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Everything you need to know about all the faults in pickleball

Everything you need to know about all the faults in pickleball


By Jaclyn Brandt

On: 03/13/2024

faults

rules

Here is a comprehensive list of the many faults in pickleball.
Here is a comprehensive list of the many faults in pickleball.

A pickleball fault is any rule violation that will stop play. But there are so many. Although there are slightly different rules for faults in officiated and non-officiated games, this list is meant for recreational pickleball players, so all the faults listed here are specifically from non-officiated rules. Here is a comprehensive list of the many faults in pickleball.

Basic rules of pickleball faults


Faults in pickleball are important because they can lead to a point, either for you or your opponent.

  • If the receiving team commits a fault, it will result in a point for the serving team.

  • If a serving team commits a fault, it will result in loss of serve or “side out.”

Pickleball faults

These are the faults you can commit in pickleball:

Serving faults

  • A serve does not land within the cross-court area from where the serve originated.

    • The serve can land on the sidelines and baseline, but must not contact the non-volley (or “kitchen”) line.

  • A player on the receiving team does not allow for one bounce after the serve.

  • A player on the serving team does not allow for one bounce after the serve return. 

  • During a serve, the server does not have at least one foot on the playing surface behind the baseline.

  • One or both of a server’s feet are touching the court on or inside the baseline.

  • One or both of a server’s feet is touching the playing surface outside the imaginary line of the sideline or centerline.

  • Any of the other serving rules are violated.

  • The serving team players are not in their correct positions during the serve:

    • When a team has an even score (0, 2, 4, etc.) the player who first served first should be on the right side of the court and on the left side of the court when the score is odd, whether or not they are serving.

    • When a team has an odd score (1, 3, 5, etc.) the player who first served first should be on the left side of the court and on the right side of the court when the score is odd, whether or not they are serving.

In-play faults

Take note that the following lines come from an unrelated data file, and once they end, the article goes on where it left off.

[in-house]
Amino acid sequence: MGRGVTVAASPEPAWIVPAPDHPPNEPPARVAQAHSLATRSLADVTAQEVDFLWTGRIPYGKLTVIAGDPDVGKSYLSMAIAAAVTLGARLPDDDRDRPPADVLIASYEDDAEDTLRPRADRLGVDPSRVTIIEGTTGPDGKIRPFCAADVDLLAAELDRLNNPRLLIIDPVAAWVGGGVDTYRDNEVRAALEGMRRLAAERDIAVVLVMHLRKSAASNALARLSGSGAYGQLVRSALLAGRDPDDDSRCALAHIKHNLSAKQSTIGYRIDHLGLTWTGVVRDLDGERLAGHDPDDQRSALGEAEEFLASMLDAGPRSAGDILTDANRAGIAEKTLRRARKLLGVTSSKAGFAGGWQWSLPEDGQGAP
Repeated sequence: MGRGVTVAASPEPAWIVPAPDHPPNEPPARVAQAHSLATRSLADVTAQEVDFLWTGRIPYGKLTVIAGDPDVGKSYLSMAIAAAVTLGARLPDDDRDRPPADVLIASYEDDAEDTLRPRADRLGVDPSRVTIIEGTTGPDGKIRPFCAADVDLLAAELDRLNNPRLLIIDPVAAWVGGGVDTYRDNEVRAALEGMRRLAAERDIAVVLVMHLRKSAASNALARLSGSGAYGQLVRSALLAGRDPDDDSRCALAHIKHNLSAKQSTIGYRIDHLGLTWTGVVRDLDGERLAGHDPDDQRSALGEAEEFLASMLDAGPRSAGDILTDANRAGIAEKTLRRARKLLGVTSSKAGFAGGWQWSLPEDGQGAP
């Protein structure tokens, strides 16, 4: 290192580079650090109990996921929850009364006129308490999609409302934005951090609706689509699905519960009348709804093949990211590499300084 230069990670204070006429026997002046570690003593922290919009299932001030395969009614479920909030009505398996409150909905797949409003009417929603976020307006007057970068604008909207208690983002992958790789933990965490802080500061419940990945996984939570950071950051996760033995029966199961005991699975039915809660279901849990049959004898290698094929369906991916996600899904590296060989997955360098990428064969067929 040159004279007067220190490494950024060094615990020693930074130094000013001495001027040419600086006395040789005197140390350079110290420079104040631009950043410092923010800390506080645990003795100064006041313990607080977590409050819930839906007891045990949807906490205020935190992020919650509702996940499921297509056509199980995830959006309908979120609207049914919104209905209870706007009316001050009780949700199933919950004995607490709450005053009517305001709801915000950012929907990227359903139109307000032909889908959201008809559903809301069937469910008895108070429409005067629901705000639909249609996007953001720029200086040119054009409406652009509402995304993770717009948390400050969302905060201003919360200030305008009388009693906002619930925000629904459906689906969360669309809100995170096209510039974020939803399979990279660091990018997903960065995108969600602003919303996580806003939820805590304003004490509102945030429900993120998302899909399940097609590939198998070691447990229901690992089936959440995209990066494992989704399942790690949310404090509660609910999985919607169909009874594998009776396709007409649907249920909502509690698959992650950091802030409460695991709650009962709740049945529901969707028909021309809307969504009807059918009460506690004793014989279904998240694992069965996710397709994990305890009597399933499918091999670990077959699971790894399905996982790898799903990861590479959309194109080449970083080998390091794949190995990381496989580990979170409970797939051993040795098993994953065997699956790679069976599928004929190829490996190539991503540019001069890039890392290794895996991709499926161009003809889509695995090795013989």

• The ball is hit into the net on the serve or any return, and does not cross over into the opponent’s side.

    • The ball is allowed to hit the net if it ends up landing on the court of the player’s opponent (except during the serve).

  • A ball hit by a player that first landed out of bounds or on their own side of the court.

  • The ball is hit out of bounds.

  • A ball bounces twice before being returned.

  • During play, a ball is stopped by a player (for instance, catching the ball, being hit by the ball, or otherwise stopping it in flight) before the ball becomes dead.

    • If the play is stopped by a referee, the rally shall be replayed.

  • A player who catches or carries the ball on their paddle (during a serve or a rally).

    • The player’s intention does not matter, in relation to this rule.

  • A hinder (anything that might distract or otherwise restrict a player) is called by a player, but then ruled invalid by the referee.

  • A ball is hit twice by the same team, either by the same player or both player on a team, unless it is done in a “continuous, single-direction stroke by one player.”

    • The player’s intention does not matter, in relation to this rule.

  • A player distracts any opponent that is about to play the ball.

Net faults

  • The ball is hit below the net or between the net and net post.

  • A player hits a ball before it entirely crosses the plane of the net.

  • A player goes around the net post and crosses the imaginary extension line of the net but does not hit the ball.

    • A player is allowed to go around the net and cross the imaginary extension line of the net after hitting a ball.

Non-volley (“kitchen”) zone faults